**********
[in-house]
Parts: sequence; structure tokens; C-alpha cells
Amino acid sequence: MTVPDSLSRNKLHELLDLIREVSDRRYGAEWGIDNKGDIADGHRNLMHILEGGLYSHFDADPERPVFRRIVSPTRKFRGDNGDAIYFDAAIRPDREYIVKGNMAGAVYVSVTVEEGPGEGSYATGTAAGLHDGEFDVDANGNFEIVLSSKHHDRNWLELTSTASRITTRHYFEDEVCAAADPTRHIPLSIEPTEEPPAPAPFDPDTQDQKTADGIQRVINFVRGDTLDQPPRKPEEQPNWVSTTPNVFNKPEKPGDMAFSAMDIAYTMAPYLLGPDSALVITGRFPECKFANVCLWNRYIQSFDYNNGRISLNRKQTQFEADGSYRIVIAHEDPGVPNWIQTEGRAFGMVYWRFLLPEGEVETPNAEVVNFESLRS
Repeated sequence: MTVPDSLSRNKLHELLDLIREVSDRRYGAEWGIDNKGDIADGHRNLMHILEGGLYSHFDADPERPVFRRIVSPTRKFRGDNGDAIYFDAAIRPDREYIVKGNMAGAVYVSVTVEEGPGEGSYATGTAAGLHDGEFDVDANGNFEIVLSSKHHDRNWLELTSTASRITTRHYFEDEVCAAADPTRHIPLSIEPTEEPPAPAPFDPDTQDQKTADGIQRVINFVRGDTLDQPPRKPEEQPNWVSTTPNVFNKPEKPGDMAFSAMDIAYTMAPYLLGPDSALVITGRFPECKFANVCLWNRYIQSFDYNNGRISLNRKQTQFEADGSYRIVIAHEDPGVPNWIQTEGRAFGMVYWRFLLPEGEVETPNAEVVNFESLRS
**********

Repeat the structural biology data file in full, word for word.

[in-house]
Parts: sequence; structure tokens; C-alpha cells
Amino acid sequence: MTVPDSLSRNKLHELLDLIREVSDRRYGAEWGIDNKGDIADGHRNLMHILEGGLYSHFDADPERPVFRRIVSPTRKFRGDNGDAIYFDAAIRPDREYIVKGNMAGAVYVSVTVEEGPGEGSYATGTAAGLHDGEFDVDANGNFEIVLSSKHHDRNWLELTSTASRITTRHYFEDEVCAAADPTRHIPLSIEPTEEPPAPAPFDPDTQDQKTADGIQRVINFVRGDTLDQPPRKPEEQPNWVSTTPNVFNKPEKPGDMAFSAMDIAYTMAPYLLGPDSALVITGRFPECKFANVCLWNRYIQSFDYNNGRISLNRKQTQFEADGSYRIVIAHEDPGVPNWIQTEGRAFGMVYWRFLLPEGEVETPNAEVVNFESLRS
Repeated sequence: MTVPDSLSRNKLHELLDLIREVSDRRYGAEWGIDNKGDIADGHRNLMHILEGGLYSHFDADPERPVFRRIVSPTRKFRGDNGDAIYFDAAIRPDREYIVKGNMAGAVYVSVTVEEGPGEGSYATGTAAGLHDGEFDVDANGNFEIVLSSKHHDRNWLELTSTASRITTRHYFEDEVCAAADPTRHIPLSIEPTEEPPAPAPFDPDTQDQKTADGIQRVINFVRGDTLDQPPRKPEEQPNWVSTTPNVFNKPEKPGDMAFSAMDIAYTMAPYLLGPDSALVITGRFPECKFANVCLWNRYIQSFDYNNGRISLNRKQTQFEADGSYRIVIAHEDPGVPNWIQTEGRAFGMVYWRFLLPEGEVETPNAEVVNFESLRS